Game Details
Developer Ryu Ga Gotoku Studio
Publisher Sega
Available on PS5 · PS4 · Xbox Series X · Xbox One
Reviewed on PS5
Release Date September 24, 2021

Back when Sega and Ryu Ga Gotoku Studio revealed Judgment (Judge Eyes in Japan), I was surprised and glad to see that it was already confirmed for an international release. At that point, we had already come a long way from the uncertainty around Yakuza 5‘s localization and the wait for Yakuza 0. Fast forward to today and Lost Judgment is not only getting a simultaneous worldwide release, but it is also shipping on 4 different console platforms at the same time during a pandemic. It is safe to say that future Yakuza and Judgment games will see international releases now. 

Over the last few weeks, I’ve been playing Lost Judgment on PS5 and have spent 50 hours with it going through the game’s narrative, multiple side cases, and a wealth of mini-games and side activities. Lost Judgment is a big improvement over the original with some key additions and improvements to the gameplay alongside a better-paced narrative. If you’ve not played Judgment yet, you can still enjoy Lost Judgment, but I’d definitely recommend it because the original Judgment is a fantastic game that is available on most consoles right now. It will also help you get a bit more out of Lost Judgment. Either way, Lost Judgment is yet another great entry point into getting into the Yakuza games.

Lost Judgment’s narrative goes into a lot of places I didn’t think it would through the 25 to 30 hour long main campaign runtime. It is set in December 2021 and begins with a groping incident trial that slowly opens up to reveal a much more sinister overarching plot. Without getting into any spoilers, it deals with bullying, blackmail, trauma, death, suicide, and a lot more. Every bit of the story and how some plot points are interconnected is handled tactfully. The localization team has done a fantastic job with the plot here and each of the main characters including NPCs are well-written and memorable.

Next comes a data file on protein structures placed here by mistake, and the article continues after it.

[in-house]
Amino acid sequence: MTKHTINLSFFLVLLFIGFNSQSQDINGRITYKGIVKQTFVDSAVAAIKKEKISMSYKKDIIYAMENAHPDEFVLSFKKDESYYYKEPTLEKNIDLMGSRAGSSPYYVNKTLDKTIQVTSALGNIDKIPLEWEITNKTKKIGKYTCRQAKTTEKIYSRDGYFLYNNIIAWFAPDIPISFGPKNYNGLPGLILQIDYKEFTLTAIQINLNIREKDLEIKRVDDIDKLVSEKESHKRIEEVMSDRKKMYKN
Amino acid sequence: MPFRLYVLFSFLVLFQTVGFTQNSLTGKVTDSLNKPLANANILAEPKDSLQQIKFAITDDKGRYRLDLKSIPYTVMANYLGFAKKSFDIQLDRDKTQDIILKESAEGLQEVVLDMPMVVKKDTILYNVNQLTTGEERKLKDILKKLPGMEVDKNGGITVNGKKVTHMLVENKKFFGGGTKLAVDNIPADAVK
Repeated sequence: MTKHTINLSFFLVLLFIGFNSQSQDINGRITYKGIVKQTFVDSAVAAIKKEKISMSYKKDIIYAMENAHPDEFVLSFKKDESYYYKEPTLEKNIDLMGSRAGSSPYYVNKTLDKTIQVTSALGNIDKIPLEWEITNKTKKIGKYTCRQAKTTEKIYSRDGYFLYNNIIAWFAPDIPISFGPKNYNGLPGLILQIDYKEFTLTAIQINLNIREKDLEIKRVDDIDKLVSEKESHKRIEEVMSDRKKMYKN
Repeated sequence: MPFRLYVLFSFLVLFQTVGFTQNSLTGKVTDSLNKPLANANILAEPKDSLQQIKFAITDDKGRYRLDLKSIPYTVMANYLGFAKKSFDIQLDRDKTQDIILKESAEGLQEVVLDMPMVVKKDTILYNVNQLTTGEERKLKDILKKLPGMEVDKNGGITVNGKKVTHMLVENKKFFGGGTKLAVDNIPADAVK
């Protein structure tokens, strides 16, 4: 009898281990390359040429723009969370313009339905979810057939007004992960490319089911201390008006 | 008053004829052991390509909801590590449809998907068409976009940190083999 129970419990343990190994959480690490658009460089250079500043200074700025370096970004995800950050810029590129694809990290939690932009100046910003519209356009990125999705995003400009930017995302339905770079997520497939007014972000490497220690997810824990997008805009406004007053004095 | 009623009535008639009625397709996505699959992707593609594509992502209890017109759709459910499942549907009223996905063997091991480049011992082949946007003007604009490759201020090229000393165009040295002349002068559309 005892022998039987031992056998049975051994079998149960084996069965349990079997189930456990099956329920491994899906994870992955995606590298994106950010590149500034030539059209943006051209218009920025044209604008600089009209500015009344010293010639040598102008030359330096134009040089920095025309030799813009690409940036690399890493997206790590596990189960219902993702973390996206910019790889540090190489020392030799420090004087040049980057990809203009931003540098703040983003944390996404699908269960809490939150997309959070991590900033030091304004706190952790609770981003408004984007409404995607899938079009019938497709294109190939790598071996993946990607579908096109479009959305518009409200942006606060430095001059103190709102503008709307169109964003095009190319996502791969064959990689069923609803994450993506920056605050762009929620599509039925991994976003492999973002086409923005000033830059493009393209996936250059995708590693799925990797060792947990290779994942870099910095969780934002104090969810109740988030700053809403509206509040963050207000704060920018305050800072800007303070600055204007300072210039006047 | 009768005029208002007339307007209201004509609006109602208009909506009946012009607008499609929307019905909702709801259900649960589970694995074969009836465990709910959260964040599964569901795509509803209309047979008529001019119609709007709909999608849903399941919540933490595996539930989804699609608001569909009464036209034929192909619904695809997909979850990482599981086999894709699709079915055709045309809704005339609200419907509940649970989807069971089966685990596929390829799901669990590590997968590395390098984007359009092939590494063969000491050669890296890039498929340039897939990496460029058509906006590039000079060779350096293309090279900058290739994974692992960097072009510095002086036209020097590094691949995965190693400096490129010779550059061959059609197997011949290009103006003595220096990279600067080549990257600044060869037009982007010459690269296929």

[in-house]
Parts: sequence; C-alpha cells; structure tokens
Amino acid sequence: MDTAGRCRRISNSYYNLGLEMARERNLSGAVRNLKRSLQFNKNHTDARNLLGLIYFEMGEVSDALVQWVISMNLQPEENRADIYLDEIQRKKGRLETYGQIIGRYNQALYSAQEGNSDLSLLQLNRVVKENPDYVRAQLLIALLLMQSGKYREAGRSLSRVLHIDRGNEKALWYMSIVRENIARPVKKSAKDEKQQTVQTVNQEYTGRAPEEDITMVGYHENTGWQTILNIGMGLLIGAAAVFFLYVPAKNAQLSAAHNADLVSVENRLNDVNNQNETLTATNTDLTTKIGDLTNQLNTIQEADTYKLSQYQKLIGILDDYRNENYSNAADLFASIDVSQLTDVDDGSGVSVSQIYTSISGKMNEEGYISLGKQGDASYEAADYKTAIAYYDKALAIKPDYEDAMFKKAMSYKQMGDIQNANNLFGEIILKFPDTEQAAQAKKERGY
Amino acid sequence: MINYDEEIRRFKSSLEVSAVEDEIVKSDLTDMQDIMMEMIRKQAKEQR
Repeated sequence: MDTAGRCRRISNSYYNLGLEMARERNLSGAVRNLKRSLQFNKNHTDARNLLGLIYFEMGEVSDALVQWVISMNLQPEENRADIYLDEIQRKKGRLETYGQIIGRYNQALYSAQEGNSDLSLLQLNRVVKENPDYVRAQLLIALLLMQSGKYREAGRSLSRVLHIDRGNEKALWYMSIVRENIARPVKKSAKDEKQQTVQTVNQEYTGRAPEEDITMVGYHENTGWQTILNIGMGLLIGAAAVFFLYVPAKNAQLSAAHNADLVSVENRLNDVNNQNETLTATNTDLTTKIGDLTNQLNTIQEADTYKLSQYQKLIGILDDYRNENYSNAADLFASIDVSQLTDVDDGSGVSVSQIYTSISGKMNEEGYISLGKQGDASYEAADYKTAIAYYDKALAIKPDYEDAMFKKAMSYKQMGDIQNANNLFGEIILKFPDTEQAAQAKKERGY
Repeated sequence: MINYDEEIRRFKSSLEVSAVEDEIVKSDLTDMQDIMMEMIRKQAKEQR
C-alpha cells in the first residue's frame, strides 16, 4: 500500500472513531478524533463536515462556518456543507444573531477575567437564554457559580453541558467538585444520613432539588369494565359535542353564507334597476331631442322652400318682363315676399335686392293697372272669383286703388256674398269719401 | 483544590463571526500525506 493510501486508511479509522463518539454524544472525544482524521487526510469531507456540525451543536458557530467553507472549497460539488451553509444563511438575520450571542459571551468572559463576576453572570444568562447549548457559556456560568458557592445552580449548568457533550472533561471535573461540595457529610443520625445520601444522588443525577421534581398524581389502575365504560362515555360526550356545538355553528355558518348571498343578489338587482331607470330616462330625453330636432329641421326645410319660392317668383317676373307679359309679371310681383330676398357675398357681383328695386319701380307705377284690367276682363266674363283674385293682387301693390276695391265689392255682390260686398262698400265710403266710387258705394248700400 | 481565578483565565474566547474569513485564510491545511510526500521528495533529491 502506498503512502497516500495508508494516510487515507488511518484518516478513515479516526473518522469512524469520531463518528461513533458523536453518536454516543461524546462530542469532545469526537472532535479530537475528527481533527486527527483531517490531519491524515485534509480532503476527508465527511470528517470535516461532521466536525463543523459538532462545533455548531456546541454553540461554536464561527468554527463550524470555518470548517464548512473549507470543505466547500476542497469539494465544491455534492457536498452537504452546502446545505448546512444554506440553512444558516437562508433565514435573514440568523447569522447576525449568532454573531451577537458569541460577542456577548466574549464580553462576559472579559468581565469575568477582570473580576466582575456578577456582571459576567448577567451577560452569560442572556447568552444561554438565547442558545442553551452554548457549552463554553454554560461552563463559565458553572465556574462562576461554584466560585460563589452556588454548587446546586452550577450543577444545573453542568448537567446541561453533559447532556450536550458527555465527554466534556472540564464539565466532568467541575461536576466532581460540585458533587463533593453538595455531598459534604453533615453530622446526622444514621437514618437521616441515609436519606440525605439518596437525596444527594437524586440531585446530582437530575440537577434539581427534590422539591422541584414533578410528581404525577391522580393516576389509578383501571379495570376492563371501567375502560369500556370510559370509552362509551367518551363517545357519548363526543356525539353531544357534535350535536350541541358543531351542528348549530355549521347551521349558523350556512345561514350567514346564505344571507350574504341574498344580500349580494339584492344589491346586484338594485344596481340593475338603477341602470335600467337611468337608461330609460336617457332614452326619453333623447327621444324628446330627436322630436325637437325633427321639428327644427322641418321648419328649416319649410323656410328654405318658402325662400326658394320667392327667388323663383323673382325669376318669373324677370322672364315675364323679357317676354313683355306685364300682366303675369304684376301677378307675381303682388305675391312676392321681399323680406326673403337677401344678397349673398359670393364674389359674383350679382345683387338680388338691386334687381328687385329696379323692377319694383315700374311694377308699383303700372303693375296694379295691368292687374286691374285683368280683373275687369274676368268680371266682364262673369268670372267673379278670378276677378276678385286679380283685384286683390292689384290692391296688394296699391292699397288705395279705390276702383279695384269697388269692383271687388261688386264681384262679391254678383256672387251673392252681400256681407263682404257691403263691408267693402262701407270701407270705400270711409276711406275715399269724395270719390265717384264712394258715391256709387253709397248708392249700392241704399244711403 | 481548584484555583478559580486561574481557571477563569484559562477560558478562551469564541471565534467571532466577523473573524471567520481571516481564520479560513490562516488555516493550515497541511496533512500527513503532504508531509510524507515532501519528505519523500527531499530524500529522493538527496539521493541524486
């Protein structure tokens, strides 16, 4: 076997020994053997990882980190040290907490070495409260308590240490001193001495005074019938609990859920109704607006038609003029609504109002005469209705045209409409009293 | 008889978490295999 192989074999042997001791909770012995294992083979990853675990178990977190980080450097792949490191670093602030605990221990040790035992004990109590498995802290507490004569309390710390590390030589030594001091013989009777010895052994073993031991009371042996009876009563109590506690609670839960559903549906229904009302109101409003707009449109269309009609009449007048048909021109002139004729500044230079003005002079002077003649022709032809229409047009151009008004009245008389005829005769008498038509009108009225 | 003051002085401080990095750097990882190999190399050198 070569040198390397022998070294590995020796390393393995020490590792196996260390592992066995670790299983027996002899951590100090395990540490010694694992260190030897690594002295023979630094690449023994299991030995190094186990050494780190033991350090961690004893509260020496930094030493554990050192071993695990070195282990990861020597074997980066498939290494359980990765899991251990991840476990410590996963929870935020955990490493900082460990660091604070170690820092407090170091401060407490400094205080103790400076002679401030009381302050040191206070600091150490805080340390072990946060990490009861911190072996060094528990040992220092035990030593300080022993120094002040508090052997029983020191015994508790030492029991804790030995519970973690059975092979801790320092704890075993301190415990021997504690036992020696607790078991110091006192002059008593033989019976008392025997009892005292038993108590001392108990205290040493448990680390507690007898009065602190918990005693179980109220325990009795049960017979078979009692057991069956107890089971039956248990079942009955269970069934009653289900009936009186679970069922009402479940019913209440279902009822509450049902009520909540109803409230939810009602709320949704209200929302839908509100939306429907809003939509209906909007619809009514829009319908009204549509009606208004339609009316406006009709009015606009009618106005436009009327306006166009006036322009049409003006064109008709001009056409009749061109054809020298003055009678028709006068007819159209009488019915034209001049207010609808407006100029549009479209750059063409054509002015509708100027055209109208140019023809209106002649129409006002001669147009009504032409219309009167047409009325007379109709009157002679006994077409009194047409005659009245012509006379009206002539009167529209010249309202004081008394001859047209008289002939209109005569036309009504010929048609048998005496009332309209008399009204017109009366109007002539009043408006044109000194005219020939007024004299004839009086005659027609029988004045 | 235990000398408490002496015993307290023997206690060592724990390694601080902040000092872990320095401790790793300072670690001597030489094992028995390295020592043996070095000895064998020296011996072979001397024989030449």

Just like in Judgment, Lost Judgment has you taking on the role of lawyer-turned-detective Takayuki Yagami, and will find yourself exploring not just Kamurocho, but also Ijincho here. There are many story beats that have Yagami in Seiryo High School dealing with bullying, suicide, and how the justice system failed for some. What made the story in Lost Judgment stick with me more than most of the Ryu Ga Gotoku Studio game stories is in how grounded it is. There are returning characters from the original game, but also really great new characters that carry the story here. Lost Judgment does a great job of introducing everyone so even absolute newcomers will not feel lost despite this being a direct sequel to Judgment.